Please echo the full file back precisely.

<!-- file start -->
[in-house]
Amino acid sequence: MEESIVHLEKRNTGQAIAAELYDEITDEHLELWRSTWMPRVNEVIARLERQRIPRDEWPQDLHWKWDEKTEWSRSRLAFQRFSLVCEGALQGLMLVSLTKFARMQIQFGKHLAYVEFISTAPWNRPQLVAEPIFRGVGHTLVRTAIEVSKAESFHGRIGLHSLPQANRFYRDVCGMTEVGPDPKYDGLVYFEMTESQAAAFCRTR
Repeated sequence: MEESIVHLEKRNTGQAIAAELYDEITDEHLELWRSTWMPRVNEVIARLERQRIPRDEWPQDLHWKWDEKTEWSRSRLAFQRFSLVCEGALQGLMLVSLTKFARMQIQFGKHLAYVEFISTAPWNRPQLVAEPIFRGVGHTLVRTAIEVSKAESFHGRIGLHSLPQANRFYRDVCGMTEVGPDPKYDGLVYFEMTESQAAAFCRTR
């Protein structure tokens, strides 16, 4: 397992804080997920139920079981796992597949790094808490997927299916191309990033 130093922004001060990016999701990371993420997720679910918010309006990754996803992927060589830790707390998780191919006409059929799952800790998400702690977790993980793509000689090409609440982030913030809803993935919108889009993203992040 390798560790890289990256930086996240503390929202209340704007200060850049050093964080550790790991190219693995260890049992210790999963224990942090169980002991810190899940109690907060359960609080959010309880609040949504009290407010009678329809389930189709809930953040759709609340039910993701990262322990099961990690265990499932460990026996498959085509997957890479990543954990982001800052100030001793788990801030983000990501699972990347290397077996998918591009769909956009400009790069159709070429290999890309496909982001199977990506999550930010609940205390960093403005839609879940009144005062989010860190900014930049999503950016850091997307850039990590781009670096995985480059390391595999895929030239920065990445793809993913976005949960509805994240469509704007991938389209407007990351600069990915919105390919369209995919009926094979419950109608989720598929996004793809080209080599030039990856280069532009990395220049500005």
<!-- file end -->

[in-house]
Amino acid sequence: MEESIVHLEKRNTGQAIAAELYDEITDEHLELWRSTWMPRVNEVIARLERQRIPRDEWPQDLHWKWDEKTEWSRSRLAFQRFSLVCEGALQGLMLVSLTKFARMQIQFGKHLAYVEFISTAPWNRPQLVAEPIFRGVGHTLVRTAIEVSKAESFHGRIGLHSLPQANRFYRDVCGMTEVGPDPKYDGLVYFEMTESQAAAFCRTR
Repeated sequence: MEESIVHLEKRNTGQAIAAELYDEITDEHLELWRSTWMPRVNEVIARLERQRIPRDEWPQDLHWKWDEKTEWSRSRLAFQRFSLVCEGALQGLMLVSLTKFARMQIQFGKHLAYVEFISTAPWNRPQLVAEPIFRGVGHTLVRTAIEVSKAESFHGRIGLHSLPQANRFYRDVCGMTEVGPDPKYDGLVYFEMTESQAAAFCRTR
């Protein structure tokens, strides 16, 4: 397992804080997920139920079981796992597949790094808490997927299916191309990033 130093922004001060990016999701990371993420997720679910918010309006990754996803992927060589830790707390998780191919006409059929799952800790998400702690977790993980793509000689090409609440982030913030809803993935919108889009993203992040 390798560790890289990256930086996240503390929202209340704007200060850049050093964080550790790991190219693995260890049992210790999963224990942090169980002991810190899940109690907060359960609080959010309880609040949504009290407010009678329809389930189709809930953040759709609340039910993701990262322990099961990690265990499932460990026996498959085509997957890479990543954990982001800052100030001793788990801030983000990501699972990347290397077996998918591009769909956009400009790069159709070429290999890309496909982001199977990506999550930010609940205390960093403005839609879940009144005062989010860190900014930049999503950016850091997307850039990590781009670096995985480059390391595999895929030239920065990445793809993913976005949960509805994240469509704007991938389209407007990351600069990915919105390919369209995919009926094979419950109608989720598929996004793809080209080599030039990856280069532009990395220049500005």